Monday, 12 August 2019

Peterloo part 4

In 1819 less than 2% of the population had the vote and there had been some agitation by the Radical Reform movement for democratic change. Magistrates feared civil disturbances and were reliant on the volunteer cavalry- the Yeomanry, to help keep the peace.On the 16th August 1819, 60,000 people gathered at St Peter’s field, Manchester to listen to radical orator Henry Hunt speak on electoral reform. At half past one, the Yeomanry were sent in to charge and disperse the crowds. An estimated 18 people were killed and over 700 injured. The massacre became known as Peterloo.

The Cheshire Yeomanry were in attendance at Manchester. Sir John Fleming Leicester was the first commander of the Cheshire Yeomanry and in our collection of the papers of the Leicester Warren family of Tabley there are many first-hand accounts of events of the day and in the build-up and aftermath. To mark the 200th anniversary of Peterloo we will be sharing transcripts of these letters on our blog.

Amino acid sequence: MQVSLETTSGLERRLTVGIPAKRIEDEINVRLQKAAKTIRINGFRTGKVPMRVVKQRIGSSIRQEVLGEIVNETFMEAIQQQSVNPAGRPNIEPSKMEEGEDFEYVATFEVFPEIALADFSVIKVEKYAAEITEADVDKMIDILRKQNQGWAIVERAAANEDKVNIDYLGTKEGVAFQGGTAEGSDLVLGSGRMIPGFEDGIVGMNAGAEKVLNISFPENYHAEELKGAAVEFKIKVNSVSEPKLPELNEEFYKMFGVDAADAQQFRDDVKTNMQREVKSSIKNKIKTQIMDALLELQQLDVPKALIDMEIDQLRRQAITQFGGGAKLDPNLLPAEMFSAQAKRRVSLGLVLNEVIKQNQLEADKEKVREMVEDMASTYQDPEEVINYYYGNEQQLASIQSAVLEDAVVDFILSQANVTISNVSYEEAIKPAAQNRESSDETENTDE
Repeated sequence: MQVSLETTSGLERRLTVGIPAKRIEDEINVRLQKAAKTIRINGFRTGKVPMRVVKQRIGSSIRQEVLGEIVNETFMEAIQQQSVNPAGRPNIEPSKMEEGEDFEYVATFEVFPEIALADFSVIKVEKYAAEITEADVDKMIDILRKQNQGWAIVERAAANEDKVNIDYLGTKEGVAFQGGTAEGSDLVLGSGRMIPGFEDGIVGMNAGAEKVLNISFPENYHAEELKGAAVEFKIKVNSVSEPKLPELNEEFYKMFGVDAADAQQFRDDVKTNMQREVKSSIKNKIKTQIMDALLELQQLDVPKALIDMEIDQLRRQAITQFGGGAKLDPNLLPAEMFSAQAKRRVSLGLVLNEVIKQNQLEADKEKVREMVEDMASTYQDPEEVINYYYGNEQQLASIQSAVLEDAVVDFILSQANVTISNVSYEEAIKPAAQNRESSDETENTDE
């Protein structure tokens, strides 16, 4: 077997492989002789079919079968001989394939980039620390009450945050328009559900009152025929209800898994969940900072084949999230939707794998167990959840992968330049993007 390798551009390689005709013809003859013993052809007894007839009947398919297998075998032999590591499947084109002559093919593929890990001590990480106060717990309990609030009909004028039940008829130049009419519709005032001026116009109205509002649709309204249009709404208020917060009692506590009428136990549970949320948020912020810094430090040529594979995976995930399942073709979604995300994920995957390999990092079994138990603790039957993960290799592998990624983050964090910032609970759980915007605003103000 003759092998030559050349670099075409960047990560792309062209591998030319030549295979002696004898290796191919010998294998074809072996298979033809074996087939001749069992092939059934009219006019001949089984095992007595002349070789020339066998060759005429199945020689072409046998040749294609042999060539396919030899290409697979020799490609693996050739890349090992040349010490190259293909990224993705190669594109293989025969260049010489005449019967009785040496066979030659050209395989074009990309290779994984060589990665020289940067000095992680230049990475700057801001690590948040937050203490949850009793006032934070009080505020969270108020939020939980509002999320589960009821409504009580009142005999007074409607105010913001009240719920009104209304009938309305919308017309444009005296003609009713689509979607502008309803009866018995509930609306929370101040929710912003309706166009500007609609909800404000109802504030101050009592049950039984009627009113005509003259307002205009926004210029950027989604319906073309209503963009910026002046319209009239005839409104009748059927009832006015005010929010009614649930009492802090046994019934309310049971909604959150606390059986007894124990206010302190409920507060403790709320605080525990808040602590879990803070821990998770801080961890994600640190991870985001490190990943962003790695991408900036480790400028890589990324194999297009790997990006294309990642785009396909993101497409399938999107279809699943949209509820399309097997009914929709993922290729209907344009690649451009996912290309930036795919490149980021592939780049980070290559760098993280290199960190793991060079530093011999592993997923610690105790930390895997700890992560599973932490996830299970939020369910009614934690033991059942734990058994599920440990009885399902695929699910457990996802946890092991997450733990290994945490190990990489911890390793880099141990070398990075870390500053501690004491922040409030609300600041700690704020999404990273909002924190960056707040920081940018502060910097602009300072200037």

This letter is from Captain James Newton of the Stockport Troop to Sir J F Leicester Bart, Colonel of the Cheshire Regiment of Yeomanry Cavalry. 

Reference DLT/D463/86 (i)

Reference DLT/D463/86 (ii)



                                                                                   
Star Inn, Manchester, 2 o Clock PM
17th Augt 1819


Sir,

I have this moment had the honour to receive your very handsome letter and will on our next Parade communicate the contents to the members of the Troop. I beg leave to inform you that the Wm Birch who signed the request is the same person who was shot, he has been lately removed from his Fathers House where he was conveyed after being shot to his own and will I (am) happy to say recover soon, the ball is not extracted and unfortunately the Surgeon cannot find out where it is deposited.